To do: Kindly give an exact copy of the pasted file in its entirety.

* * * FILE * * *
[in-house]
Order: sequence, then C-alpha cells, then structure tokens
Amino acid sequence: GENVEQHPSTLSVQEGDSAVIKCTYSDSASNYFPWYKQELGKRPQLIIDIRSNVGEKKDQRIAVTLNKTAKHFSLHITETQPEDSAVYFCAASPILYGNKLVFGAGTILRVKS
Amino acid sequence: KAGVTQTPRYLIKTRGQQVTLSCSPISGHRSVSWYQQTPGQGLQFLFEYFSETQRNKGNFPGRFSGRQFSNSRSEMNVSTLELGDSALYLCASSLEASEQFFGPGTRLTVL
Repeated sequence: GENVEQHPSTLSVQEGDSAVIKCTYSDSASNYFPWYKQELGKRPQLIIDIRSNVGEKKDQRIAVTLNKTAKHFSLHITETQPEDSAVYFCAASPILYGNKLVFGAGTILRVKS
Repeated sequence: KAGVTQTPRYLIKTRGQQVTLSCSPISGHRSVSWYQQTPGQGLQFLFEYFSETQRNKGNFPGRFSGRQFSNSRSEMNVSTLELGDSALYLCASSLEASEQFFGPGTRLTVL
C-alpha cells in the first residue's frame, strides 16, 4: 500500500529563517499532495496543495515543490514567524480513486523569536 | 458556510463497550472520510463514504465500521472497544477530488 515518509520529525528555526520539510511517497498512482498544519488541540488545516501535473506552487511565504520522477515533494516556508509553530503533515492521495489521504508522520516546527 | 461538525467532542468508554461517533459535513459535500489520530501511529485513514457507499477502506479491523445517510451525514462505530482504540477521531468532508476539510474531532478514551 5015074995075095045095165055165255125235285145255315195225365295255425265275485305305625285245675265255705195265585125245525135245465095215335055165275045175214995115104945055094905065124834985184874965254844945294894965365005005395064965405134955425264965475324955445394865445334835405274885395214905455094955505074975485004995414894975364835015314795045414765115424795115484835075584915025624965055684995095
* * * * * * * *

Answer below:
[in-house]
Order: sequence, then C-alpha cells, then structure tokens
Amino acid sequence: GENVEQHPSTLSVQEGDSAVIKCTYSDSASNYFPWYKQELGKRPQLIIDIRSNVGEKKDQRIAVTLNKTAKHFSLHITETQPEDSAVYFCAASPILYGNKLVFGAGTILRVKS
Amino acid sequence: KAGVTQTPRYLIKTRGQQVTLSCSPISGHRSVSWYQQTPGQGLQFLFEYFSETQRNKGNFPGRFSGRQFSNSRSEMNVSTLELGDSALYLCASSLEASEQFFGPGTRLTVL
Repeated sequence: GENVEQHPSTLSVQEGDSAVIKCTYSDSASNYFPWYKQELGKRPQLIIDIRSNVGEKKDQRIAVTLNKTAKHFSLHITETQPEDSAVYFCAASPILYGNKLVFGAGTILRVKS
Repeated sequence: KAGVTQTPRYLIKTRGQQVTLSCSPISGHRSVSWYQQTPGQGLQFLFEYFSETQRNKGNFPGRFSGRQFSNSRSEMNVSTLELGDSALYLCASSLEASEQFFGPGTRLTVL
C-alpha cells in the first residue's frame, strides 16, 4: 500500500529563517499532495496543495515543490514567524480513486523569536 | 458556510463497550472520510463514504465500521472497544477530488 515518509520529525528555526520539510511517497498512482498544519488541540488545516501535473506552487511565504520522477515533494516556508509553530503533515492521495489521504508522520516546527 | 461538525467532542468508554461517533459535513459535500489520530501511529485513514457507499477502506479491523445517510451525514462505530482504540477521531468532508476539510474531532478514551 5015074995075095045095165055165255125235285145255315195225365295255425265275485305305625285245675265255705195265585125245525135245465095215335055165275045175214995115104945055094905065124834985184874965254844945294894965365005005395064965405134955425264965475324955445394865445334835405274885395214905455094955505074975485004995414894975364835015314795045414765115424795115484835075584915025624965055684995095